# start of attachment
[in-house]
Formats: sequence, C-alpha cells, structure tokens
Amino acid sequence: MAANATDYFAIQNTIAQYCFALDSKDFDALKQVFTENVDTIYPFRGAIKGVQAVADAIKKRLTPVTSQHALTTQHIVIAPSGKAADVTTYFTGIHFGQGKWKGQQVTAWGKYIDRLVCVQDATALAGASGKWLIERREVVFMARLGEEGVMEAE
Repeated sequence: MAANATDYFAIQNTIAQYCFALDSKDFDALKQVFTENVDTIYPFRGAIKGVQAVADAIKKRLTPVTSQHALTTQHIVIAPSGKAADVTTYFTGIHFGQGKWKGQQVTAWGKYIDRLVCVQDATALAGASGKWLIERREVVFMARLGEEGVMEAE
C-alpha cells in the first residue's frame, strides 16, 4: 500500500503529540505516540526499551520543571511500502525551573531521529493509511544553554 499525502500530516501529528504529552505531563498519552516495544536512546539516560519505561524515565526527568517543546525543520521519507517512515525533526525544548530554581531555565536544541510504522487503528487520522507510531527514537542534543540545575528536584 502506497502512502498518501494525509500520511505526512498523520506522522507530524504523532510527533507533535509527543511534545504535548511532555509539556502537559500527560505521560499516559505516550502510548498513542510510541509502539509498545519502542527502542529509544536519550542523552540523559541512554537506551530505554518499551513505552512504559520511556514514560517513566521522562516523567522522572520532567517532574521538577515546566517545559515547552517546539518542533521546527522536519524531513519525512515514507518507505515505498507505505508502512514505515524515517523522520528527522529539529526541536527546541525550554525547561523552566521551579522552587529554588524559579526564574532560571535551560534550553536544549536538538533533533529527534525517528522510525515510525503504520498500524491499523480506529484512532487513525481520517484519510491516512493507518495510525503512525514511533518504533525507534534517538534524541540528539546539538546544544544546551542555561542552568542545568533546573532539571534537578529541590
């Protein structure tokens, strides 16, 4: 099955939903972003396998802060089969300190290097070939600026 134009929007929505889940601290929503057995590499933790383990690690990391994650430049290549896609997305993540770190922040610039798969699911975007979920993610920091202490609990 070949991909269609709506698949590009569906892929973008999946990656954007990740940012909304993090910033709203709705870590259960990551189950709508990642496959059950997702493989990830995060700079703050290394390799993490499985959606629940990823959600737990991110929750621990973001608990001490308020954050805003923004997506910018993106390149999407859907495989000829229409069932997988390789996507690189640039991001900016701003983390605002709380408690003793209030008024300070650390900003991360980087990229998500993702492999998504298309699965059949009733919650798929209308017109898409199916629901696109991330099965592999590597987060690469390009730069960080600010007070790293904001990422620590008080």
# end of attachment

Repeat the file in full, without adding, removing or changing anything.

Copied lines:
[in-house]
Formats: sequence, C-alpha cells, structure tokens
Amino acid sequence: MAANATDYFAIQNTIAQYCFALDSKDFDALKQVFTENVDTIYPFRGAIKGVQAVADAIKKRLTPVTSQHALTTQHIVIAPSGKAADVTTYFTGIHFGQGKWKGQQVTAWGKYIDRLVCVQDATALAGASGKWLIERREVVFMARLGEEGVMEAE
Repeated sequence: MAANATDYFAIQNTIAQYCFALDSKDFDALKQVFTENVDTIYPFRGAIKGVQAVADAIKKRLTPVTSQHALTTQHIVIAPSGKAADVTTYFTGIHFGQGKWKGQQVTAWGKYIDRLVCVQDATALAGASGKWLIERREVVFMARLGEEGVMEAE
C-alpha cells in the first residue's frame, strides 16, 4: 500500500503529540505516540526499551520543571511500502525551573531521529493509511544553554 499525502500530516501529528504529552505531563498519552516495544536512546539516560519505561524515565526527568517543546525543520521519507517512515525533526525544548530554581531555565536544541510504522487503528487520522507510531527514537542534543540545575528536584 502506497502512502498518501494525509500520511505526512498523520506522522507530524504523532510527533507533535509527543511534545504535548511532555509539556502537559500527560505521560499516559505516550502510548498513542510510541509502539509498545519502542527502542529509544536519550542523552540523559541512554537506551530505554518499551513505552512504559520511556514514560517513566521522562516523567522522572520532567517532574521538577515546566517545559515547552517546539518542533521546527522536519524531513519525512515514507518507505515505498507505505508502512514505515524515517523522520528527522529539529526541536527546541525550554525547561523552566521551579522552587529554588524559579526564574532560571535551560534550553536544549536538538533533533529527534525517528522510525515510525503504520498500524491499523480506529484512532487513525481520517484519510491516512493507518495510525503512525514511533518504533525507534534517538534524541540528539546539538546544544544546551542555561542552568542545568533546573532539571534537578529541590
């Protein structure tokens, strides 16, 4: 099955939903972003396998802060089969300190290097070939600026 134009929007929505889940601290929503057995590499933790383990690690990391994650430049290549896609997305993540770190922040610039798969699911975007979920993610920091202490609990 070949991909269609709506698949590009569906892929973008999946990656954007990740940012909304993090910033709203709705870590259960990551189950709508990642496959059950997702493989990830995060700079703050290394390799993490499985959606629940990823959600737990991110929750621990973001608990001490308020954050805003923004997506910018993106390149999407859907495989000829229409069932997988390789996507690189640039991001900016701003983390605002709380408690003793209030008024300070650390900003991360980087990229998500993702492999998504298309699965059949009733919650798929209308017109898409199916629901696109991330099965592999590597987060690469390009730069960080600010007070790293904001990422620590008080």